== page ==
In 1989, with the help of Professor Kim, Santa Clara Law established internship programs with Korean law firms. Next, in 1994, came a summer abroad program with Kookmin, which has provided Santa Clara Law students amazing opportunities. For example, in the summer of 2008, students could choose between studying human rights at Korea’s Human Rights Commission with Professor Ahn, who was its chair, or studying high technology business law with Professor Kim, then president of Kookmin University. More than 200 Santa Clara Law students have studied in the program, under the guidance of Professor Kim and Santa Clara Law faculty including Jimenez, Professor Jiri Toman, and Vinita Bali.
Santa Clara Law students also may spend a semester abroad studying international law at Seoul National University.
Each year since 1986, Santa Clara Law has hosted one or two Korean scholars, who have shared their knowledge of Korean law with students and faculty and have learned about U.S. substantive and procedural law and legal education.
These experiences “provided critical momentum,” says Professor Ahn, in the reform of Korea’s legal system. The exchanges between Santa Clara Law and Korean students and scholars played a role in modernization in the 1990s that supported technology and economic growth. Shane Y. Hong ’99, now senior legal director and representative director of Oracle Korea Ltd., says, “In the 1990s, responding to liberalization and the opening of the general economy, Korea further streamlined its investment procedures, positively relaxed its regulations, and substantially expanded its tax reductions and exemptions in relation to foreign investment accompanied by advanced technology, in order to attract foreign investment into Korean high tech industries. SCU positively played a role in that, as it launched—under the guidance and leadership of Professor Phil Jimenez—its International Legal Study and Work Abroad Program. In that regard, I am of the view that SCU was very lucky and fortunate due to impeccable timing—i.e., readiness met opportunity for SCU.”
Three years ago, Santa Clara Law established a joint LL.M program with Seoul National University. Korean law students take an intensive eight-week I.P. course at Santa Clara Law, then return to Seoul National for the remainder of the year, earning their LL.Ms. Santa Clara Law students spend three weeks in Korea studying international trade and then do internships with Korean firms.
“[Moon Hwan Kim, then President Kookmin University] is the one in charge of our program…. It’s very nice to have such an important man helping us every day with our classes…. Yesterday we went on a tour of the Korean Constitutional Court.… We were able to see the whole building, and also meet two of the justices, which was a great honor.… The president of the university is going to be in charge of setting up our internships and is very well connected, so it’s very exciting to know that we all will be getting high-profile internships.… This weekend the American professor offered to take us sailing at the local yacht club on his boat, so we should have a very fun weekend, so in the meantime everyone’s kind of resting up to prepare for it.”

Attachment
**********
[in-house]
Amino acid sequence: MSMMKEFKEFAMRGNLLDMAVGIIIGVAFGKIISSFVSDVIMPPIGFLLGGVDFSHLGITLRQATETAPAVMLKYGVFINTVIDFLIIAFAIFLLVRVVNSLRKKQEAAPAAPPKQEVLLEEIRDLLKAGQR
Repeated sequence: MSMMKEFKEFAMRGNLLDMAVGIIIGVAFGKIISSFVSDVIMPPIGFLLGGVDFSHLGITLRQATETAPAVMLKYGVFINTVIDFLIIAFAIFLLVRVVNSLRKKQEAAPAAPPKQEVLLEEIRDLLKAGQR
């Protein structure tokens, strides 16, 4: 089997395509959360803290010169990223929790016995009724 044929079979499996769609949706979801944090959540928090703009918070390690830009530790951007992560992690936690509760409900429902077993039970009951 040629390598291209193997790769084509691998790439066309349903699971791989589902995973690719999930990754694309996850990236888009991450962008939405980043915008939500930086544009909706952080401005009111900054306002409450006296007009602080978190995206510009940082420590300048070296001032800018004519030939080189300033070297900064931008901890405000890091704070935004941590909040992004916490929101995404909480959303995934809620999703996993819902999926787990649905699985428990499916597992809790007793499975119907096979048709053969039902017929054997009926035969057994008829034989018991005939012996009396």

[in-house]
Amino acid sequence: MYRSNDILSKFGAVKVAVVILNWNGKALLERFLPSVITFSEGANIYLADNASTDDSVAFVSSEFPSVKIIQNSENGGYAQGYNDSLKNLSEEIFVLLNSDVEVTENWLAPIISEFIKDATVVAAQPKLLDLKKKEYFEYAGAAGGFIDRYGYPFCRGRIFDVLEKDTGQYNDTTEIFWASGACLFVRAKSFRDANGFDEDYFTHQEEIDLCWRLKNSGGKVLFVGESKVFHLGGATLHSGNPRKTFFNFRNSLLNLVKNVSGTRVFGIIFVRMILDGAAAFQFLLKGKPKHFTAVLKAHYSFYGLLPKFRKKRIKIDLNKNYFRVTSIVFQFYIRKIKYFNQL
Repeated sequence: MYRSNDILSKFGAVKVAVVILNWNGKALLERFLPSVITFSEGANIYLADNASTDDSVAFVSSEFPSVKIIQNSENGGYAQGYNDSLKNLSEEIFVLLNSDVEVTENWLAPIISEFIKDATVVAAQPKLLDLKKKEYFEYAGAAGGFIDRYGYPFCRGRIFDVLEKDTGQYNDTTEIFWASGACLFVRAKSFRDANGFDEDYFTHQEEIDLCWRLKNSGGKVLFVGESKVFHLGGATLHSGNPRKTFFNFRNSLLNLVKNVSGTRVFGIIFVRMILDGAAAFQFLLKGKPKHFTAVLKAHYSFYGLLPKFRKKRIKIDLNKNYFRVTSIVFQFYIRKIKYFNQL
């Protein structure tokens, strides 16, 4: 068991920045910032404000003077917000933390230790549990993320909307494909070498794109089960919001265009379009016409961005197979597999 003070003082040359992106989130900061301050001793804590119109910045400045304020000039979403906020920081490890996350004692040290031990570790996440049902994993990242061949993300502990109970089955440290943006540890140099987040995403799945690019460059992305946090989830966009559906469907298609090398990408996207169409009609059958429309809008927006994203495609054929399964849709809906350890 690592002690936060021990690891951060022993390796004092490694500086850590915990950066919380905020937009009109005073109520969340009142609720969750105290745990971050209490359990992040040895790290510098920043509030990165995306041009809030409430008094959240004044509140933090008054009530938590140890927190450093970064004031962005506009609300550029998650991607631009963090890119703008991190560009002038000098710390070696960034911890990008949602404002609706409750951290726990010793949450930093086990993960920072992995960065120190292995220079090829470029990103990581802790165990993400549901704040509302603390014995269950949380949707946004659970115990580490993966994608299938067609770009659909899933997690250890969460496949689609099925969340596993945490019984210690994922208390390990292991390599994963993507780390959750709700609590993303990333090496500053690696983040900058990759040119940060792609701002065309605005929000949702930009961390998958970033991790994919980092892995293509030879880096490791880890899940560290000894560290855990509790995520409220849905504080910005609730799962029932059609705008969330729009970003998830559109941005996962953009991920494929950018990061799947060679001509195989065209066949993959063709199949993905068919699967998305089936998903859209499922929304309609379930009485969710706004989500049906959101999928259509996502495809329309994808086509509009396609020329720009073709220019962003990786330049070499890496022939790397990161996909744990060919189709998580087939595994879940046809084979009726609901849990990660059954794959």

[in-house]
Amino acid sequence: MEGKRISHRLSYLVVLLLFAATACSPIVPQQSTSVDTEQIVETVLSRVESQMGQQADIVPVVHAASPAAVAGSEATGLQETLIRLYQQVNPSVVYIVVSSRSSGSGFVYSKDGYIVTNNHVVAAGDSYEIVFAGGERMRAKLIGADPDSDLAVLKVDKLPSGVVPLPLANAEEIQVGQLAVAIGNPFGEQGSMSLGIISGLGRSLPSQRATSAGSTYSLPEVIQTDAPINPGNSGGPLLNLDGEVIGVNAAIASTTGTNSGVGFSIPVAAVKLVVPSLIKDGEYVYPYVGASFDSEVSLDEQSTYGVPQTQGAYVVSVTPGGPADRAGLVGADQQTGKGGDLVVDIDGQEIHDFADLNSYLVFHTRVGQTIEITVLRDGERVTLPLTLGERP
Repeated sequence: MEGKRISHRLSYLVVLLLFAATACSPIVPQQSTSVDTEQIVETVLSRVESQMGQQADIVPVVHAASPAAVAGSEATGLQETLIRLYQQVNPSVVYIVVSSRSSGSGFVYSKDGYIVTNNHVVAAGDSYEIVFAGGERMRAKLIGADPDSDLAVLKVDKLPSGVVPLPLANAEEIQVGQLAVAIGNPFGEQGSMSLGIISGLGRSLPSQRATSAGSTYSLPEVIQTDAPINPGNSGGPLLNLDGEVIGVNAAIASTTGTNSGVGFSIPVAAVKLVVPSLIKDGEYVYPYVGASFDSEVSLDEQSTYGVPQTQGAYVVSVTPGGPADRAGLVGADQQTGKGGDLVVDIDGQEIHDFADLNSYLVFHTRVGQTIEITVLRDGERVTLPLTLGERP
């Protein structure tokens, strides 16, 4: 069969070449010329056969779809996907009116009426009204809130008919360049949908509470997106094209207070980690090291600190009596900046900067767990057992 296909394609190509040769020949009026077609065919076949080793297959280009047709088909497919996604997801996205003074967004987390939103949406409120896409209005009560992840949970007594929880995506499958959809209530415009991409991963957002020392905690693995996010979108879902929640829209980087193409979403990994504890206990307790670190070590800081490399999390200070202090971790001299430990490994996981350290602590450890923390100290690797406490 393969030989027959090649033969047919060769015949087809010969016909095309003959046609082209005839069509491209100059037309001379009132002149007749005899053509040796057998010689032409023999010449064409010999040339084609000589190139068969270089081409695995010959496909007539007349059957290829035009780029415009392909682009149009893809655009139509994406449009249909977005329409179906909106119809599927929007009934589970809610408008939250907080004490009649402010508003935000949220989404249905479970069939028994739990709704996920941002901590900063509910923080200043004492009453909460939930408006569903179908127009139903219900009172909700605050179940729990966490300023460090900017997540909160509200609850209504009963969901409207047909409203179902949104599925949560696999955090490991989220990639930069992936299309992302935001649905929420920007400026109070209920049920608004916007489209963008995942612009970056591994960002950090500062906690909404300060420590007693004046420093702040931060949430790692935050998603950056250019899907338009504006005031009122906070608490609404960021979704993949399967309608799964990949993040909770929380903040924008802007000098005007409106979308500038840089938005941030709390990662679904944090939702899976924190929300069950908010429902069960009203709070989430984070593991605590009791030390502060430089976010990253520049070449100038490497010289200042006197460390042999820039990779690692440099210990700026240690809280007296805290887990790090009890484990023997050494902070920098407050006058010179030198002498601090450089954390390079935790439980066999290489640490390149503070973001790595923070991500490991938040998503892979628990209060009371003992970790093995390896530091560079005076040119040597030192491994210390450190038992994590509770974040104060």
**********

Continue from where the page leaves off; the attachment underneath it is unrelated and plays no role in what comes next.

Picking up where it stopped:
Seoul National University, sometimes dubbed “the Harvard of Korea,” is one of 25 universities that, under a 2009 law supported by Ahn, abolished the undergraduate study of law and opened new three-year graduate law schools modeled after U.S. law schools. In addition, the government is phasing in a U.S.-style post–law school bar exam, which, in 2017, will replace the current bar that is open to all college graduates.
Sang Jo Jong, professor of law and associate dean, Seoul National University, says that the revamping of the Korean system of legal education and bar entrance has been one of the two biggest changes over the last decade in the Korean legal system. He credits interactions with Santa Clara Law with “enabling us to learn about trends and developments in the U.S.”
Jong says that exchange programs such as the I.P. LL.M “help our students to further their presence on a global scale.” They “are critical in establishing exchanges between students and scholars that are key when it comes to successfully developing ties between foreign institutions,” he says.
The second biggest change in the Korean legal system, according to Jong, has been the influx of American lawyers. Many, like Shane Hong, bring top credentials in law and technology as well as cross-cultural competence.